birds.  It’s one of the best tasting dishes out there.

What is your least favorite (and yes you must pick one)?
don’t know, maybe smoked salmon. I remember having it on the menu for a
long time because I thought that every restaurant needed to have it.
Finally, the lightbulb went off and I removed it from the menu.

Other than your own, what are your favorite restaurants in NYC?
have a lot of chef-friend restaurant favorites like Daniel and Jean
Georges — both excellent, excellent restaurants. Crispo’s, Yakitori
Taisho.  I love sushi, and my favorite place for it is Kuruma Zushi —
it’s all Japanese people there.

What culinary trends do you embrace?
not really a trends kind of guy. The things that are important are the
drive for the best ingredients possible, and I think it is our duty as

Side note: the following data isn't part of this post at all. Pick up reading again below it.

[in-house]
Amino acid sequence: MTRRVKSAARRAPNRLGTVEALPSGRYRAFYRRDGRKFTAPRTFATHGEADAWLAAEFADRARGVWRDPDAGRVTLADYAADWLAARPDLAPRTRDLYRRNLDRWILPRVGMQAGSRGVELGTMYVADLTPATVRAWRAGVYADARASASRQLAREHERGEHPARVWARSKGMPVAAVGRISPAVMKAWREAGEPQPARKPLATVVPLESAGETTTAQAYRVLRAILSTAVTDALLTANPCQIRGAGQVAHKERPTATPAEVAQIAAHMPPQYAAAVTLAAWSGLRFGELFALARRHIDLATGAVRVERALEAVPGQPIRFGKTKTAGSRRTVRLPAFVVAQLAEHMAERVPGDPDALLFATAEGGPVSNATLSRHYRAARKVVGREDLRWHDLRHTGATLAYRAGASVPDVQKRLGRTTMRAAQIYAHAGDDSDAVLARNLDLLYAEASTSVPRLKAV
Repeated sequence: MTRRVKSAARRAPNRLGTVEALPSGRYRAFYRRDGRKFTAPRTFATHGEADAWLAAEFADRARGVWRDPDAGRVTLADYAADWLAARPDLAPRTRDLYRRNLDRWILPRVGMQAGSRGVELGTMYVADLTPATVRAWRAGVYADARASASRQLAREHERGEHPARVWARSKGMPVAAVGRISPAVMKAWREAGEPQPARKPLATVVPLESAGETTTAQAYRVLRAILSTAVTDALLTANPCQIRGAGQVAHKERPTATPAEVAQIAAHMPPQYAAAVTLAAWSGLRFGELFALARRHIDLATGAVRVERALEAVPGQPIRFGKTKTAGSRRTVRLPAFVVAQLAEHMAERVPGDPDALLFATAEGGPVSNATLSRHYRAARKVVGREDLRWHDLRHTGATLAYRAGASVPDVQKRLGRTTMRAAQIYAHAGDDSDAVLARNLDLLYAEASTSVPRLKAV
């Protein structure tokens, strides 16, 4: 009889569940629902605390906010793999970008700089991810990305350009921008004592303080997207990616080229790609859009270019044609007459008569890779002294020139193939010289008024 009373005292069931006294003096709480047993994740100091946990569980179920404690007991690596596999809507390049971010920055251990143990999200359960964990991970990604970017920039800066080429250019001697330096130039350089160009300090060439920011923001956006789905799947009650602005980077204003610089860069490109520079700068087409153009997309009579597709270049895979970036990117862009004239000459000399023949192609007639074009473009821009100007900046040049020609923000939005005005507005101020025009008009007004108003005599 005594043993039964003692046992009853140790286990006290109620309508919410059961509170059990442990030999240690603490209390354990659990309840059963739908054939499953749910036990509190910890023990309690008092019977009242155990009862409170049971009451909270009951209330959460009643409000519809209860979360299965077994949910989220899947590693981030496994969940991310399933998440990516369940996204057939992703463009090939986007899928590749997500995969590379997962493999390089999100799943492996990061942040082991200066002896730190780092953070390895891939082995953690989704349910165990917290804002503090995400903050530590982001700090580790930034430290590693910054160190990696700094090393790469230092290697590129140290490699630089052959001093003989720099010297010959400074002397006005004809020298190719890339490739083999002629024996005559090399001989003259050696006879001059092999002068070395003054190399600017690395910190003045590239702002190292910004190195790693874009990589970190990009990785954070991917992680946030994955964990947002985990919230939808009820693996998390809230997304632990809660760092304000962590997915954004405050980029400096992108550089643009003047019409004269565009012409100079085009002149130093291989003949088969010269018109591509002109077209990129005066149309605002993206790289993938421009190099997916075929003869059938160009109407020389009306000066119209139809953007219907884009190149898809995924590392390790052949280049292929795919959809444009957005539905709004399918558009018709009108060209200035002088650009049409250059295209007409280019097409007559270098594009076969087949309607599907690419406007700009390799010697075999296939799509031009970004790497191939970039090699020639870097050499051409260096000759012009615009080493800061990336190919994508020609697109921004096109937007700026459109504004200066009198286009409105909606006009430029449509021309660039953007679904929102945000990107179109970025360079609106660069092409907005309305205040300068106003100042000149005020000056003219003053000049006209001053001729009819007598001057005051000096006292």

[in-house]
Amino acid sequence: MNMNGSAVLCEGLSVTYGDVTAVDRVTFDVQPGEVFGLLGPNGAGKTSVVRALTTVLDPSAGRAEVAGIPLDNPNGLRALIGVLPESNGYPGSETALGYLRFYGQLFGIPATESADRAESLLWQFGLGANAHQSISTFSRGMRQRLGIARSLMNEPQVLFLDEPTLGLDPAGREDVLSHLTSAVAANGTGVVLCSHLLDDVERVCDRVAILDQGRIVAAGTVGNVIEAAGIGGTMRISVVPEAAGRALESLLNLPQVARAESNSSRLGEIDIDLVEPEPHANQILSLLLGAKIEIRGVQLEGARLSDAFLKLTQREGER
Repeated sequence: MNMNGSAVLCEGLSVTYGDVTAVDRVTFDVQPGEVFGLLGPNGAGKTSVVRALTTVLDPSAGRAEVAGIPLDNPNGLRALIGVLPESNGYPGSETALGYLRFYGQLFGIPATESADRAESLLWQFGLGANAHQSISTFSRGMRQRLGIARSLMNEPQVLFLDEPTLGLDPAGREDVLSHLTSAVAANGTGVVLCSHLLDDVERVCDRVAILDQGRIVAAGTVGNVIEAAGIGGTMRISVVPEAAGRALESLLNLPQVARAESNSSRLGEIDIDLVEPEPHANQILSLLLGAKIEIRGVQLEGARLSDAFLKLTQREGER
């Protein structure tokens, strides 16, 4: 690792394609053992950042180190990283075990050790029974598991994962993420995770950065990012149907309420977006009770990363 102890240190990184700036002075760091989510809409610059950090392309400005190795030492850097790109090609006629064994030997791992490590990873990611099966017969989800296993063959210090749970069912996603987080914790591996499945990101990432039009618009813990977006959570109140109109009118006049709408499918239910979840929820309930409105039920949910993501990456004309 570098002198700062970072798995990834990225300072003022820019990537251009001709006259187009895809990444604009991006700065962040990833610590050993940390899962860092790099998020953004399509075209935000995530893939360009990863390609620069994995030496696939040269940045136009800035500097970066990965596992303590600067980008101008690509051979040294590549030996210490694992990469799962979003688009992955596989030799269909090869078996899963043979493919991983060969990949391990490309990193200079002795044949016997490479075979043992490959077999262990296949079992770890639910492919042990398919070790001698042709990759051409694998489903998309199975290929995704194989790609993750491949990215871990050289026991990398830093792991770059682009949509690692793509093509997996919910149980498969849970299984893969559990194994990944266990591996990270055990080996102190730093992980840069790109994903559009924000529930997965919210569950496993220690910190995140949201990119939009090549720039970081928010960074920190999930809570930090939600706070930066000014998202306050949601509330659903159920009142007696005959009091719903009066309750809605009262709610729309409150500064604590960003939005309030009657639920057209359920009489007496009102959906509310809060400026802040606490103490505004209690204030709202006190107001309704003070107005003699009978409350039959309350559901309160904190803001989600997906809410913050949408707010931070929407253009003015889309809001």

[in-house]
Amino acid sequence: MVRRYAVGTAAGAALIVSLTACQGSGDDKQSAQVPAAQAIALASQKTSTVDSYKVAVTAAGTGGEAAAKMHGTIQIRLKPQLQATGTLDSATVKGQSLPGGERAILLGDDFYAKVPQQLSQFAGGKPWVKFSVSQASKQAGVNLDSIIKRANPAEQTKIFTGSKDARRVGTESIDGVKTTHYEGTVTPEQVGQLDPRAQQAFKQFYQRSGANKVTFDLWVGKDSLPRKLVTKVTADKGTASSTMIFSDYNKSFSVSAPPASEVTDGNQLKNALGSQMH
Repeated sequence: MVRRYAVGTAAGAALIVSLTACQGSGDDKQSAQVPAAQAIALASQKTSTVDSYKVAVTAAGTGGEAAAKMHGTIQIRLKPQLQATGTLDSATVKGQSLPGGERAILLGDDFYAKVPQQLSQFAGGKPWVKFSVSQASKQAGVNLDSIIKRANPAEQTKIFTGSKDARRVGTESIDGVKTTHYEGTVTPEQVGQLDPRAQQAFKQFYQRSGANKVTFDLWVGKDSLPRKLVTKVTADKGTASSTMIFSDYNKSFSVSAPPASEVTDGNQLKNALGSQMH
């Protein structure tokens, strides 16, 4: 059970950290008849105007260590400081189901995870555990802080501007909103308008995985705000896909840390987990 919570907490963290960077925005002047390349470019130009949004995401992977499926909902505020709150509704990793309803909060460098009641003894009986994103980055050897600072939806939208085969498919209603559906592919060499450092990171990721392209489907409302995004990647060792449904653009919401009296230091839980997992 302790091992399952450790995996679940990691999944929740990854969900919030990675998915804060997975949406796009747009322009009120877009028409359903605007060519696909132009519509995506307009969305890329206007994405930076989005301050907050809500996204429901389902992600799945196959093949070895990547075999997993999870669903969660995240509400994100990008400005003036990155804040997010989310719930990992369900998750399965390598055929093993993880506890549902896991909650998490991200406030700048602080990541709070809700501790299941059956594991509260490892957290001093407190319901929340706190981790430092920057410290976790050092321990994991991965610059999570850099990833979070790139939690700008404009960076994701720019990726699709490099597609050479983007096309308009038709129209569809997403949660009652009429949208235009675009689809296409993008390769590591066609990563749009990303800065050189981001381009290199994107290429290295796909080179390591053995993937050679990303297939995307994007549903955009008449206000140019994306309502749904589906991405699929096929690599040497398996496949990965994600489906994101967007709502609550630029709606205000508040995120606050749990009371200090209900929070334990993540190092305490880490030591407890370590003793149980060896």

chefs to drive the market. We can always be better though, and that
mind set makes us better cooks. Ingredients are so important nowadays,
while twenty-five years ago, it was not uncommon to open up a can of
asparagus. Sounds crazy now but that’s how it was.

What culinary trends do you wish would just die already?
think that molecular cuisine could get out of hand. Technology in food
is great, but at the end of the day we have to ask ourselves: do we
really want to eat it?  Is what we made so damn good that people are
going to be returning for it night after night?

Any new projects on the horizon? Spill the beans…
only project I’m focusing on now is the transition from this wonderful,
beautiful space to a new and exciting place in a new neighborhood on
42nd and 6th Avenue. We could stay here, yes, but I knew I should do
something drastic to position Aureole for the next twenty years.

Address: 34 East 61st St. btwn. Madison and Park Aves.
Phone: (212) 319-1660

Until we eat again,
Restaurant Girl
**Don’t forget to subscribe for Restaurant Girl’s Weekly Newsletter**

Leave a Comment

Your email address will not be published. Required fields are marked *